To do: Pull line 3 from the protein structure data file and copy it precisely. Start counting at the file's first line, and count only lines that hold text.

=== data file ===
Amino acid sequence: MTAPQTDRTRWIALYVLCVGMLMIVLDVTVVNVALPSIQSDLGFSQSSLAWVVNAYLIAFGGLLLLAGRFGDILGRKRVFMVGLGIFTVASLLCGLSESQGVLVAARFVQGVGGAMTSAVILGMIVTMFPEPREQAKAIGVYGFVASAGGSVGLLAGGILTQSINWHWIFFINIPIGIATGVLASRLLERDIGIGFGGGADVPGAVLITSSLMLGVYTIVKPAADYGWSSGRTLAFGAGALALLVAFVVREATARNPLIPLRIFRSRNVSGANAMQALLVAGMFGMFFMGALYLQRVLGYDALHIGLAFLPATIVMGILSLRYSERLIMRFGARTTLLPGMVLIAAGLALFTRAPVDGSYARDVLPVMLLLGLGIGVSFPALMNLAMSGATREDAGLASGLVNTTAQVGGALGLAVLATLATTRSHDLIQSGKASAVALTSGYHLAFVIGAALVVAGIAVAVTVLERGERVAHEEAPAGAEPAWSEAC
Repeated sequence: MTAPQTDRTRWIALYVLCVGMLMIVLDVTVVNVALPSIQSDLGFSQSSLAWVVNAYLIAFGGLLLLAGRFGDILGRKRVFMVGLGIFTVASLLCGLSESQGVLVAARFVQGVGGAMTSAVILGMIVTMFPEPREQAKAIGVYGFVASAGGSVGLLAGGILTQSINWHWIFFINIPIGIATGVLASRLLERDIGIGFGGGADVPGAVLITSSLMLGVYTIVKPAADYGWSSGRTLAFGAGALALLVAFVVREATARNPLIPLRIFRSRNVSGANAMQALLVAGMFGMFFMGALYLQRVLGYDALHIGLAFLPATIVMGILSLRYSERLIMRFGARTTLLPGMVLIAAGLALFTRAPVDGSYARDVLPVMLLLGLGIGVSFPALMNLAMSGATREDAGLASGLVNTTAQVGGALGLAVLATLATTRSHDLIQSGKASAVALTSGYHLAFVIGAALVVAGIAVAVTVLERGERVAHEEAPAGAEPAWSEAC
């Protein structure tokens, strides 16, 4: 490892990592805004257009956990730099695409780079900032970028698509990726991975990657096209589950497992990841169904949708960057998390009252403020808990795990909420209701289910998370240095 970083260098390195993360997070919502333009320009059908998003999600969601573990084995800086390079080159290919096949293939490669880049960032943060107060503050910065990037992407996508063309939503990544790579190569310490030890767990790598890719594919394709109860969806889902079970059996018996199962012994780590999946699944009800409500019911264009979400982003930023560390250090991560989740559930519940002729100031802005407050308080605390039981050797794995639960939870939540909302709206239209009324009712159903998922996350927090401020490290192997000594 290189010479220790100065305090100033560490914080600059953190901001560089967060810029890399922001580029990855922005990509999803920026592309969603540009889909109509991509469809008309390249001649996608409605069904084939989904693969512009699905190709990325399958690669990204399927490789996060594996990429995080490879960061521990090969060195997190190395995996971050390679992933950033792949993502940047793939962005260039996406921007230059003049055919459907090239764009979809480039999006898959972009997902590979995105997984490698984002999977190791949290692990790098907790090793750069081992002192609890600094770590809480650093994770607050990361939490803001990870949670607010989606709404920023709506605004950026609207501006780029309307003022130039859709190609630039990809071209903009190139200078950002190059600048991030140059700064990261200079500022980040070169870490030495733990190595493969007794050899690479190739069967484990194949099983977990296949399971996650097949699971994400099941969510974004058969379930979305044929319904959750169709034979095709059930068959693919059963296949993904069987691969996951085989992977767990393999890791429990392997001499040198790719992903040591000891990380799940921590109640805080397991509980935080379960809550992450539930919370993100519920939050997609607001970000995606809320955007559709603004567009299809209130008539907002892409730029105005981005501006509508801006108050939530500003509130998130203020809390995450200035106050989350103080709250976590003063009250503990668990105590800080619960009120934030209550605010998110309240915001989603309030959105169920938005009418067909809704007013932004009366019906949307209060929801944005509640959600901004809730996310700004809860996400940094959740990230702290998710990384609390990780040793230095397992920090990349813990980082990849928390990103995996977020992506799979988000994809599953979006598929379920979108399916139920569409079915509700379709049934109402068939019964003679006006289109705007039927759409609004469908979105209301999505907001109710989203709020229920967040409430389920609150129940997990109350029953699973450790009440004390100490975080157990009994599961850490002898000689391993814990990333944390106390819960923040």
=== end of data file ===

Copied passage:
């Protein structure tokens, strides 16, 4: 490892990592805004257009956990730099695409780079900032970028698509990726991975990657096209589950497992990841169904949708960057998390009252403020808990795990909420209701289910998370240095 970083260098390195993360997070919502333009320009059908998003999600969601573990084995800086390079080159290919096949293939490669880049960032943060107060503050910065990037992407996508063309939503990544790579190569310490030890767990790598890719594919394709109860969806889902079970059996018996199962012994780590999946699944009800409500019911264009979400982003930023560390250090991560989740559930519940002729100031802005407050308080605390039981050797794995639960939870939540909302709206239209009324009712159903998922996350927090401020490290192997000594 290189010479220790100065305090100033560490914080600059953190901001560089967060810029890399922001580029990855922005990509999803920026592309969603540009889909109509991509469809008309390249001649996608409605069904084939989904693969512009699905190709990325399958690669990204399927490789996060594996990429995080490879960061521990090969060195997190190395995996971050390679992933950033792949993502940047793939962005260039996406921007230059003049055919459907090239764009979809480039999006898959972009997902590979995105997984490698984002999977190791949290692990790098907790090793750069081992002192609890600094770590809480650093994770607050990361939490803001990870949670607010989606709404920023709506605004950026609207501006780029309307003022130039859709190609630039990809071209903009190139200078950002190059600048991030140059700064990261200079500022980040070169870490030495733990190595493969007794050899690479190739069967484990194949099983977990296949399971996650097949699971994400099941969510974004058969379930979305044929319904959750169709034979095709059930068959693919059963296949993904069987691969996951085989992977767990393999890791429990392997001499040198790719992903040591000891990380799940921590109640805080397991509980935080379960809550992450539930919370993100519920939050997609607001970000995606809320955007559709603004567009299809209130008539907002892409730029105005981005501006509508801006108050939530500003509130998130203020809390995450200035106050989350103080709250976590003063009250503990668990105590800080619960009120934030209550605010998110309240915001989603309030959105169920938005009418067909809704007013932004009366019906949307209060929801944005509640959600901004809730996310700004809860996400940094959740990230702290998710990384609390990780040793230095397992920090990349813990980082990849928390990103995996977020992506799979988000994809599953979006598929379920979108399916139920569409079915509700379709049934109402068939019964003679006006289109705007039927759409609004469908979105209301999505907001109710989203709020229920967040409430389920609150129940997990109350029953699973450790009440004390100490975080157990009994599961850490002898000689391993814990990333944390106390819960923040």